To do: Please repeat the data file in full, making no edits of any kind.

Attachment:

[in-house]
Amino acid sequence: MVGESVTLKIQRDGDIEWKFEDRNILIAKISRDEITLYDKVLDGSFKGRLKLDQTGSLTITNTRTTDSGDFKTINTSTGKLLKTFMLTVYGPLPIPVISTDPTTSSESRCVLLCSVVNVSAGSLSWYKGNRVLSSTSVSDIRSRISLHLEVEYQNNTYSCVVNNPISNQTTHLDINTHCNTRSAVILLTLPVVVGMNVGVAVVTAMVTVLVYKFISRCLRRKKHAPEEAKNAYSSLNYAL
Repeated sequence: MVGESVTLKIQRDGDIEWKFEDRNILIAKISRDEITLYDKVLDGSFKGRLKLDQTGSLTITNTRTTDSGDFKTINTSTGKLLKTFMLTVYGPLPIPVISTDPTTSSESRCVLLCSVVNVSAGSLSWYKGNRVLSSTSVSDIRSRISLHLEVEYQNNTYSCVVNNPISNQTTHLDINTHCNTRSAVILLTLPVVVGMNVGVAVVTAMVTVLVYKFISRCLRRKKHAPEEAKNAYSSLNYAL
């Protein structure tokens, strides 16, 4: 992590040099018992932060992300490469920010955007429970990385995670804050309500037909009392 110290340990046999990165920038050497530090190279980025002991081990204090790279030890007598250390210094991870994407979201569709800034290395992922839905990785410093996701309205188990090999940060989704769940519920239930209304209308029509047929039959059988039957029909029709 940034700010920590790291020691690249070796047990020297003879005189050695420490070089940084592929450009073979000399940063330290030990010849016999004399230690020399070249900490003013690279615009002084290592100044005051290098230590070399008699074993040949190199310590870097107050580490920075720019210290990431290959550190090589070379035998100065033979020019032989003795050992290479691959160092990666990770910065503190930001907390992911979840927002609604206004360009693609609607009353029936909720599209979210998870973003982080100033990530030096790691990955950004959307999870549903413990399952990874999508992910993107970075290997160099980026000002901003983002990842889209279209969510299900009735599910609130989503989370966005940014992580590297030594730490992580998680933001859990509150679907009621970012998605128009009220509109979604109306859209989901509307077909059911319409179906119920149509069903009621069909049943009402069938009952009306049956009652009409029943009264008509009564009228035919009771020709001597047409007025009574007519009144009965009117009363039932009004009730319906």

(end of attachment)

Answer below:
[in-house]
Amino acid sequence: MVGESVTLKIQRDGDIEWKFEDRNILIAKISRDEITLYDKVLDGSFKGRLKLDQTGSLTITNTRTTDSGDFKTINTSTGKLLKTFMLTVYGPLPIPVISTDPTTSSESRCVLLCSVVNVSAGSLSWYKGNRVLSSTSVSDIRSRISLHLEVEYQNNTYSCVVNNPISNQTTHLDINTHCNTRSAVILLTLPVVVGMNVGVAVVTAMVTVLVYKFISRCLRRKKHAPEEAKNAYSSLNYAL
Repeated sequence: MVGESVTLKIQRDGDIEWKFEDRNILIAKISRDEITLYDKVLDGSFKGRLKLDQTGSLTITNTRTTDSGDFKTINTSTGKLLKTFMLTVYGPLPIPVISTDPTTSSESRCVLLCSVVNVSAGSLSWYKGNRVLSSTSVSDIRSRISLHLEVEYQNNTYSCVVNNPISNQTTHLDINTHCNTRSAVILLTLPVVVGMNVGVAVVTAMVTVLVYKFISRCLRRKKHAPEEAKNAYSSLNYAL
């Protein structure tokens, strides 16, 4: 992590040099018992932060992300490469920010955007429970990385995670804050309500037909009392 110290340990046999990165920038050497530090190279980025002991081990204090790279030890007598250390210094991870994407979201569709800034290395992922839905990785410093996701309205188990090999940060989704769940519920239930209304209308029509047929039959059988039957029909029709 940034700010920590790291020691690249070796047990020297003879005189050695420490070089940084592929450009073979000399940063330290030990010849016999004399230690020399070249900490003013690279615009002084290592100044005051290098230590070399008699074993040949190199310590870097107050580490920075720019210290990431290959550190090589070379035998100065033979020019032989003795050992290479691959160092990666990770910065503190930001907390992911979840927002609604206004360009693609609607009353029936909720599209979210998870973003982080100033990530030096790691990955950004959307999870549903413990399952990874999508992910993107970075290997160099980026000002901003983002990842889209279209969510299900009735599910609130989503989370966005940014992580590297030594730490992580998680933001859990509150679907009621970012998605128009009220509109979604109306859209989901509307077909059911319409179906119920149509069903009621069909049943009402069938009952009306049956009652009409029943009264008509009564009228035919009771020709001597047409007025009574007519009144009965009117009363039932009004009730319906």